With more than 500,000 elected positions in the United States, the American political system can only sustain itself and succeed if a large number of citizens eventually put themselves forward for public service. But Washington's performance over the past two decades, with an increase in partisanship, prolonged stalemates, and numerous scandals, has taken a toll on young Americans. The mean-spirited, dysfunctional political system that has come to characterize American politics has turned young people off to the idea of running for office. In
Running from Office: Why Young Americans Are Turned Off to Politics, Jennifer L. Lawless and Richard L. Fox explore young people's opinions about contemporary politics and their political ambition (or lack of it). Why do young Americans feel completely alienated from contemporary politics and express little aspiration to run for office in the future? Through an original, national survey of more than 4,000 high school and college students, as well as more than 100 in-depth interviews,
Fox find that the overwhelming majority view the political system as ineffective, broken, and unappealing. The data reveals attitudes toward the current government and political landscape, with references to the 2013 government shutdown, the election of Barack Obama, and political scandals involving high-profile politicians.
Running from Office paints a complete political profile of the next generation that should sound alarm bells about the long-term, deeply embedded damage contemporary politics has wrought on U.S. democracy and its youngest citizens.
Reviews of the book
Running from Office, Jennifer Lawless and Richard Fox have written a compelling - and depressing - account of how America's divisive and dysfunctional politics have turned off a new generation from even considering the possibility of running for office, depleting dangerously the future pool of bright and committed possible candidates. Using thorough and imaginative survey work, Lawless and Fox give a clarion call, along with imaginative suggestions, for finding ways to turn this around."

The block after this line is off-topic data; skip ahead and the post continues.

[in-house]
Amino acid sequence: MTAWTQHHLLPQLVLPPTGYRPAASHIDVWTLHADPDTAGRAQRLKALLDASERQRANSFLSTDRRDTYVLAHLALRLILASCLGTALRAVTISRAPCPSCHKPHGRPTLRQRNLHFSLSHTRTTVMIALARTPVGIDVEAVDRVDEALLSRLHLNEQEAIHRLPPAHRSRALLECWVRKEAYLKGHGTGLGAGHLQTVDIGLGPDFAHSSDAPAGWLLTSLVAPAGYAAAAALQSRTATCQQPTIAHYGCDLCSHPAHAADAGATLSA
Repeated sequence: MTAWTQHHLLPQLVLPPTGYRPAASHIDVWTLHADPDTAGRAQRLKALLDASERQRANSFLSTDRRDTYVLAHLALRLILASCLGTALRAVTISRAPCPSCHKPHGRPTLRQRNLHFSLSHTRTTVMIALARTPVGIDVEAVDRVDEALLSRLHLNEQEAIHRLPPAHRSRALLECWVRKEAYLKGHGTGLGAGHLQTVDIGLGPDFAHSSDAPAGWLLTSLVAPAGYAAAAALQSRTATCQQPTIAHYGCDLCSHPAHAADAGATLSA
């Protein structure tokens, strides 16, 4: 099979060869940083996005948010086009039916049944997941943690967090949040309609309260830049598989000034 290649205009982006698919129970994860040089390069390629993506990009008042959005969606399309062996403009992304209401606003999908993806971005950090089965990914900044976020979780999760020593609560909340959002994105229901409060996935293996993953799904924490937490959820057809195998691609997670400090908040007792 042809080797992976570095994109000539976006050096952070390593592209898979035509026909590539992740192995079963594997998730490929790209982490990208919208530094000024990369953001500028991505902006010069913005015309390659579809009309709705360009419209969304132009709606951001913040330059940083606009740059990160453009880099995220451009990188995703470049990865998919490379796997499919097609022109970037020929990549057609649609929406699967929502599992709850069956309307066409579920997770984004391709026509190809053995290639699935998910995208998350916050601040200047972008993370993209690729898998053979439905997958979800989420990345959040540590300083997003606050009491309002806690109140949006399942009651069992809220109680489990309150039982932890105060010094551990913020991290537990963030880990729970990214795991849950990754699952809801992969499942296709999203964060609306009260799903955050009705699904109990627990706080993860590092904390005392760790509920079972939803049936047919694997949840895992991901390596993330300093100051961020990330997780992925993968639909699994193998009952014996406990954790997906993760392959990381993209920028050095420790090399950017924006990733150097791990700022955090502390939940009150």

Norman J. Ornstein, co-author of It's Even Worse Than It Looks: How the American Constitutional System Collided With the New Politics of Extremism
"Running from Office is an apt - and frightening - description of America's greatest long-term problem: the practice of politics is the very essence of a democratic system of government and yet young Americans, the people we must depend on to preserve our democracy in the years ahead, are rejecting, even fleeing from, political participation. Jennifer Lawless and Richard Fox have performed an invaluable service in uncovering the attitudes underlying this threat to our democracy and proposing steps we can take to correct the problem before it's too late."
Mickey Edwards, Former member of Congress, and author of The Parties Versus the People: How to Turn Republicans and Democrats into Americans
"Running from Office paints a clear and often dramatic picture of what is keeping young people away from a life in politics. But there is hope! I'm confident that this generation of young people will put aside their discontent with elected office, and choose to serve. After 16 years in Congress, I know public service can be a noble, fulfilling, and life changing experience for those who are willing to participate. This book helps us all better understand what's at stake, what's behind this generation's mindset, and what it's going to take to get them to reengage."
Patrick J. Kennedy, Former U.S. Representative (D-R.I.), and Co-Founder, OneMind for Research and Founder of The Kennedy Forum